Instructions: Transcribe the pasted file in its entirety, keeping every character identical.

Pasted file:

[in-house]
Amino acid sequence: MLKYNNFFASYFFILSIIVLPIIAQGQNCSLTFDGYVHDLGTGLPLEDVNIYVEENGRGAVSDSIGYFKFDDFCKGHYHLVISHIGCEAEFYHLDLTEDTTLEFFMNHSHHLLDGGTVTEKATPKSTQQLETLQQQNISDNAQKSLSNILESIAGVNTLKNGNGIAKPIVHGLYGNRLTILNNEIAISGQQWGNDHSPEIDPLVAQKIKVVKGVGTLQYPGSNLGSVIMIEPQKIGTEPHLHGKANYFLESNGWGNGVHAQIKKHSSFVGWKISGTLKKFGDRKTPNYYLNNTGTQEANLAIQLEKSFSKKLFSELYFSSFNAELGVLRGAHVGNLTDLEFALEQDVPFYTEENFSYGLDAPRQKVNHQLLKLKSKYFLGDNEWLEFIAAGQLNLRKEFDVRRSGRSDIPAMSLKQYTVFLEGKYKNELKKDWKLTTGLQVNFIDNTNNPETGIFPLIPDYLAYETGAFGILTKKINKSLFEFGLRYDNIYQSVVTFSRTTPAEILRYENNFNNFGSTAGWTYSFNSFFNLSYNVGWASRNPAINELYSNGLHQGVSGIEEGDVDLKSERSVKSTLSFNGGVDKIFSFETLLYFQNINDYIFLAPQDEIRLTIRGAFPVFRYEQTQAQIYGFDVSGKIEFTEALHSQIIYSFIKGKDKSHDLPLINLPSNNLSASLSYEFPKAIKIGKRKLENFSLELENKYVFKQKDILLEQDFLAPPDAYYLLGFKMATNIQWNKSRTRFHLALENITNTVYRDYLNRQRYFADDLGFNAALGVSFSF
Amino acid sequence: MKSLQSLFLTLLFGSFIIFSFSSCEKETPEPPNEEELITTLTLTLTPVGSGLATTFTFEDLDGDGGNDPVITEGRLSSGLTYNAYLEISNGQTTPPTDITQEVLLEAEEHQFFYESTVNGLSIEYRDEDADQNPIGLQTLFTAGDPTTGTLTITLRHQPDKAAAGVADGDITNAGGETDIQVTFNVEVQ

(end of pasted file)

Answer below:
[in-house]
Amino acid sequence: MLKYNNFFASYFFILSIIVLPIIAQGQNCSLTFDGYVHDLGTGLPLEDVNIYVEENGRGAVSDSIGYFKFDDFCKGHYHLVISHIGCEAEFYHLDLTEDTTLEFFMNHSHHLLDGGTVTEKATPKSTQQLETLQQQNISDNAQKSLSNILESIAGVNTLKNGNGIAKPIVHGLYGNRLTILNNEIAISGQQWGNDHSPEIDPLVAQKIKVVKGVGTLQYPGSNLGSVIMIEPQKIGTEPHLHGKANYFLESNGWGNGVHAQIKKHSSFVGWKISGTLKKFGDRKTPNYYLNNTGTQEANLAIQLEKSFSKKLFSELYFSSFNAELGVLRGAHVGNLTDLEFALEQDVPFYTEENFSYGLDAPRQKVNHQLLKLKSKYFLGDNEWLEFIAAGQLNLRKEFDVRRSGRSDIPAMSLKQYTVFLEGKYKNELKKDWKLTTGLQVNFIDNTNNPETGIFPLIPDYLAYETGAFGILTKKINKSLFEFGLRYDNIYQSVVTFSRTTPAEILRYENNFNNFGSTAGWTYSFNSFFNLSYNVGWASRNPAINELYSNGLHQGVSGIEEGDVDLKSERSVKSTLSFNGGVDKIFSFETLLYFQNINDYIFLAPQDEIRLTIRGAFPVFRYEQTQAQIYGFDVSGKIEFTEALHSQIIYSFIKGKDKSHDLPLINLPSNNLSASLSYEFPKAIKIGKRKLENFSLELENKYVFKQKDILLEQDFLAPPDAYYLLGFKMATNIQWNKSRTRFHLALENITNTVYRDYLNRQRYFADDLGFNAALGVSFSF
Amino acid sequence: MKSLQSLFLTLLFGSFIIFSFSSCEKETPEPPNEEELITTLTLTLTPVGSGLATTFTFEDLDGDGGNDPVITEGRLSSGLTYNAYLEISNGQTTPPTDITQEVLLEAEEHQFFYESTVNGLSIEYRDEDADQNPIGLQTLFTAGDPTTGTLTITLRHQPDKAAAGVADGDITNAGGETDIQVTFNVEVQ